Syracuse University School of Architecture Dean Michael Speaks offers his thoughts on the passing of I.M. Pei at the age of 102. I.M. Pei was one of the most important architects of the second half of the Twentieth Century. Significantly,…
Top scholar in the field of German-Jewish thought and culture to deliver B. G. Rudolph Lecture on March 6
Top scholar in the field of German-Jewish thought and culture to deliver B. G. Rudolph Lecture on March 6February 23, 2005Kelly Homan Rodoskikahoman@syr.edu
Paul Mendes-Flohr, one of the leading scholars in the field of modern Jewish thought and culture, will deliver the B. G. Rudolph Lecture in Judaic Studies on March 6 at 2 p.m. at the Winnick Hillel Center for Jewish Life, 102 Walnut Pl.
Mendes-Flohr will speak on “Reflections on Neighborly Love-Leviticus 19:18” and examine the classical and modern Jewish commentaries on the Biblical commandment, “Love your neighbor as yourself: I am the Lord.” Mendes-Flohr will also address a question that has vexed commentators throughout the generations: Can love be commanded?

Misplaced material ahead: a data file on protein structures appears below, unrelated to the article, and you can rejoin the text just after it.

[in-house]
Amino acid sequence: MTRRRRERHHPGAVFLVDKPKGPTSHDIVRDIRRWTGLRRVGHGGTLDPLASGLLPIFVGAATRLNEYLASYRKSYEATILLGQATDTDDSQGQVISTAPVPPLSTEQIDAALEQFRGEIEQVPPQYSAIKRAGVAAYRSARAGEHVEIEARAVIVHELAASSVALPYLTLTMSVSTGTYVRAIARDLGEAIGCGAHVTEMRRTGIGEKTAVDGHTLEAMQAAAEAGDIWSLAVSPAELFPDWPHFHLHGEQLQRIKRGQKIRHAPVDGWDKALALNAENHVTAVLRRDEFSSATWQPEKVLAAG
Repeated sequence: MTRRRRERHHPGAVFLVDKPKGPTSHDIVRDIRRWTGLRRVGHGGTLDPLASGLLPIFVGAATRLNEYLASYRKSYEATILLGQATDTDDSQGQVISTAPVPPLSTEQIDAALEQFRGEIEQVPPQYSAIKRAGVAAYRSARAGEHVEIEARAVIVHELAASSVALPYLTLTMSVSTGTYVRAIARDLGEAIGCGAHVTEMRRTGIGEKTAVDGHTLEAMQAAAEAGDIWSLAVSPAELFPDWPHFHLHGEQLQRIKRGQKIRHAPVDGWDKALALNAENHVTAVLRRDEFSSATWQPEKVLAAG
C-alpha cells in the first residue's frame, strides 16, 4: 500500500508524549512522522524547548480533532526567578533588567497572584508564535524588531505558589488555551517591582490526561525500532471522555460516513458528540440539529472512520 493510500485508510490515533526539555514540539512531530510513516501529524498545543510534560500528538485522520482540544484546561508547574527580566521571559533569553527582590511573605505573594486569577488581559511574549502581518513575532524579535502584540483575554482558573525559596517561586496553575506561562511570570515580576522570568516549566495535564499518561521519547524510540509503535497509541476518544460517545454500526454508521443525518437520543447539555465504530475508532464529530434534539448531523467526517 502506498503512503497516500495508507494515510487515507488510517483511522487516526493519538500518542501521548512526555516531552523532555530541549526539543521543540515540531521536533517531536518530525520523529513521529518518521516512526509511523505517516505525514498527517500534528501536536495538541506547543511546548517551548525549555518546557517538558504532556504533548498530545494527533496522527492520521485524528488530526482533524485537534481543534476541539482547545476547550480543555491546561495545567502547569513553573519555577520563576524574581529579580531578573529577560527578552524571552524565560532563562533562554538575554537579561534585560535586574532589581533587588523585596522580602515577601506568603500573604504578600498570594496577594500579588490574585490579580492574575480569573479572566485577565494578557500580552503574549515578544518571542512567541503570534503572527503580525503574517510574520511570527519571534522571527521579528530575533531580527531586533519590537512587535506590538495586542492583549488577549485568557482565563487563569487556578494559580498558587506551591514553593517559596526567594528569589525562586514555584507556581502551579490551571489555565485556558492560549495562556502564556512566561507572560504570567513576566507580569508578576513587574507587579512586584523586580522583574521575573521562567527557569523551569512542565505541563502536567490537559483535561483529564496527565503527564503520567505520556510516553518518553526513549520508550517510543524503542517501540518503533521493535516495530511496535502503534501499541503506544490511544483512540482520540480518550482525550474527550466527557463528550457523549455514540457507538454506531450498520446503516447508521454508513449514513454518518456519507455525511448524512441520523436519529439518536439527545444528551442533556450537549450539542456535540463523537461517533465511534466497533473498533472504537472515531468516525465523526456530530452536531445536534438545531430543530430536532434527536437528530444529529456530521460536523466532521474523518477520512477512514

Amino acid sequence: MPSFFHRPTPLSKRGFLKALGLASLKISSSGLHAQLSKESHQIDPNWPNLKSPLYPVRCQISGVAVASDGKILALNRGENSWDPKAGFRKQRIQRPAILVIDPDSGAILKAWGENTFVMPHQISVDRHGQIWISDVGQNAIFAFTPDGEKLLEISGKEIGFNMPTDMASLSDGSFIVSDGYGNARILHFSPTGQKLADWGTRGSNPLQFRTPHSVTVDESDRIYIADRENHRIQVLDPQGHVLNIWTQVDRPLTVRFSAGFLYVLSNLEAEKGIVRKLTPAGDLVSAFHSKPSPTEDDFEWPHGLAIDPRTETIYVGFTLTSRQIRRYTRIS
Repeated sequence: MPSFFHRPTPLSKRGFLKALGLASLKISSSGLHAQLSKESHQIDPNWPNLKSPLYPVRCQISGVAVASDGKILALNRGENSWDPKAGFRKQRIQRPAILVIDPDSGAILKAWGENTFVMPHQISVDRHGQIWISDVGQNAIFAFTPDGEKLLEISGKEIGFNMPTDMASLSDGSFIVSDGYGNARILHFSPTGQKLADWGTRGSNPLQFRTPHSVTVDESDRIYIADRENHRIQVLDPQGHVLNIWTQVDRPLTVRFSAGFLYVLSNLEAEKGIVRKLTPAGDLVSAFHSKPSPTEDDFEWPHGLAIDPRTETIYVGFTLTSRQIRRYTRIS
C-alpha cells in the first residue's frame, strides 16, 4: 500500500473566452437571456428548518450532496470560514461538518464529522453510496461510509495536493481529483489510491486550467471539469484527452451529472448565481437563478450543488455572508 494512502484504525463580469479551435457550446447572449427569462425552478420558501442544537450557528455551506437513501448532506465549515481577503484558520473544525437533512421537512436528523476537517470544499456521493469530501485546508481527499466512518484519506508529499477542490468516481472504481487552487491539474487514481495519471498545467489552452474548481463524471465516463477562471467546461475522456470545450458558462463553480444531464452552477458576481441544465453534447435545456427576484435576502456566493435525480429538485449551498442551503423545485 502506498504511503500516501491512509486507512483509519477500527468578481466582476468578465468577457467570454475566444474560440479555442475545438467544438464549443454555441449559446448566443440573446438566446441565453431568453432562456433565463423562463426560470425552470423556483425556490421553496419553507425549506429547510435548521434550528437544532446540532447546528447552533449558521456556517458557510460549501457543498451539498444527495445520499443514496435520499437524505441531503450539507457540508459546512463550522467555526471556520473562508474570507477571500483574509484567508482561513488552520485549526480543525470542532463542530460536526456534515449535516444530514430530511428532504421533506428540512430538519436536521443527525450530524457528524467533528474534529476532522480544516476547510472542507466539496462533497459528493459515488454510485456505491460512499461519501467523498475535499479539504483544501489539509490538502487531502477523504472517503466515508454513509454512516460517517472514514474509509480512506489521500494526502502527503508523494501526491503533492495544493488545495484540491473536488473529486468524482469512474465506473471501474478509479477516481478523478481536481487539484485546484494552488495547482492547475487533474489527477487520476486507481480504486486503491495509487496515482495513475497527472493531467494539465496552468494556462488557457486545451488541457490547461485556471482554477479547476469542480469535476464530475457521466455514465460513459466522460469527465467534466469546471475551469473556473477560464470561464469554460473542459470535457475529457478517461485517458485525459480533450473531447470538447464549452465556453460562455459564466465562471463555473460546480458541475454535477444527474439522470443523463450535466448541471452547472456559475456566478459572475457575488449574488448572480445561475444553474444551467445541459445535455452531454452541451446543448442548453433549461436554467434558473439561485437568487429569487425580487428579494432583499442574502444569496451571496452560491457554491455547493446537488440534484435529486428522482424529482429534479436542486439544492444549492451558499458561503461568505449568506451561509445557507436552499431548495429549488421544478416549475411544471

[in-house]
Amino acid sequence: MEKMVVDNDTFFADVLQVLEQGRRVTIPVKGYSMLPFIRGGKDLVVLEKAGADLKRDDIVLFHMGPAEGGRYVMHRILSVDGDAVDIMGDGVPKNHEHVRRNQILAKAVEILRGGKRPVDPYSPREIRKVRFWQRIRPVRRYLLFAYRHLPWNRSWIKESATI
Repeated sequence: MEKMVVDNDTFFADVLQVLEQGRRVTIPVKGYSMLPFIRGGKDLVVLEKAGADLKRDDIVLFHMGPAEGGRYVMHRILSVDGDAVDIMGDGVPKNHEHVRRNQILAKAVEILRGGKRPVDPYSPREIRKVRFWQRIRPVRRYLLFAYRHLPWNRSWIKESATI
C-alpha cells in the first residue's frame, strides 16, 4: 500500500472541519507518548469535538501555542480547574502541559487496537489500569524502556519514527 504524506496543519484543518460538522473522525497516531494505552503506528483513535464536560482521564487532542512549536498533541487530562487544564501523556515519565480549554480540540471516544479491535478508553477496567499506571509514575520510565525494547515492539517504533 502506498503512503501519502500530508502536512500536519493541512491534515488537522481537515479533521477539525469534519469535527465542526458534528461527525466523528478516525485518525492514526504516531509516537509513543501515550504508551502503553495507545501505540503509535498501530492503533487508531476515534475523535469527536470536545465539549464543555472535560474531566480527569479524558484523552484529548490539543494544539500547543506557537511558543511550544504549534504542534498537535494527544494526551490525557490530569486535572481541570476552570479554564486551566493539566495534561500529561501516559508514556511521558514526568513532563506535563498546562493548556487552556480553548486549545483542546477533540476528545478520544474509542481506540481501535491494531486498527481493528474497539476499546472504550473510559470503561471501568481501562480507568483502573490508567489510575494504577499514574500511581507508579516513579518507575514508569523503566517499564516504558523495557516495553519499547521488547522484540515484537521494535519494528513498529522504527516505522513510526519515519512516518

Mendes?Flohr teaches modern Jewish thought at the Divinity School, The University of Chicago, and is the director of the Franz Rosenzweig Research Center for German-Jewish Literature and Cultural History at the Hebrew University of Jerusalem. His most recent book is entitled, “Judische Identitat.Die zwei Seelen der deutschen Juden” (Fink Verlag, 2004). He is also, together with Peter Schafer, the editor in chief of the 22-volume critical German edition of Martin Buber’s writings, sponsored by the Israel Academy of Sciences and Humanities and the Brandenburg-Berlin Academy of Sciences.
The lecture will be followed by a reception; both the lecture and the reception are free and open to the public. Parking is available on the street. For further information, visit http://jsp.syr.edu or contact Pamela Paul at (315) 443-5671 or email@example.com.
The B. G. Rudolph Lecture in Judaic Studies was inaugurated by B. G. Rudolph in 1962. Since then, his son Jay Rudolph, along with others, have helped to build the University’s Judaic Studies Program at Syracuse University.